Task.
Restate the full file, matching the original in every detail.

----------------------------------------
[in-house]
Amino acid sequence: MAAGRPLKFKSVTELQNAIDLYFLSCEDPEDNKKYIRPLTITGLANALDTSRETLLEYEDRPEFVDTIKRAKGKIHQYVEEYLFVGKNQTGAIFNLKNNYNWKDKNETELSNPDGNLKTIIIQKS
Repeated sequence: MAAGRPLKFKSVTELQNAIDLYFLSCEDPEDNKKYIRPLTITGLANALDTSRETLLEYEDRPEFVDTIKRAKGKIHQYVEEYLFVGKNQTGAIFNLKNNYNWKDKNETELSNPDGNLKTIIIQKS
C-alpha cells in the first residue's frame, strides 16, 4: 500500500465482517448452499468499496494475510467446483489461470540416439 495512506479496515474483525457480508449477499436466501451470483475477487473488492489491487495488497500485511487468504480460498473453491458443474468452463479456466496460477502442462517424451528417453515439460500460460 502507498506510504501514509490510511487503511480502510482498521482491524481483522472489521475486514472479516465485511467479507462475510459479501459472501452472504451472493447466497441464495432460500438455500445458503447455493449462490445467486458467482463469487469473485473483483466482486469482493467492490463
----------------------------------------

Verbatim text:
[in-house]
Amino acid sequence: MAAGRPLKFKSVTELQNAIDLYFLSCEDPEDNKKYIRPLTITGLANALDTSRETLLEYEDRPEFVDTIKRAKGKIHQYVEEYLFVGKNQTGAIFNLKNNYNWKDKNETELSNPDGNLKTIIIQKS
Repeated sequence: MAAGRPLKFKSVTELQNAIDLYFLSCEDPEDNKKYIRPLTITGLANALDTSRETLLEYEDRPEFVDTIKRAKGKIHQYVEEYLFVGKNQTGAIFNLKNNYNWKDKNETELSNPDGNLKTIIIQKS
C-alpha cells in the first residue's frame, strides 16, 4: 500500500465482517448452499468499496494475510467446483489461470540416439 495512506479496515474483525457480508449477499436466501451470483475477487473488492489491487495488497500485511487468504480460498473453491458443474468452463479456466496460477502442462517424451528417453515439460500460460 502507498506510504501514509490510511487503511480502510482498521482491524481483522472489521475486514472479516465485511467479507462475510459479501459472501452472504451472493447466497441464495432460500438455500445458503447455493449462490445467486458467482463469487469473485473483483466482486469482493467492490463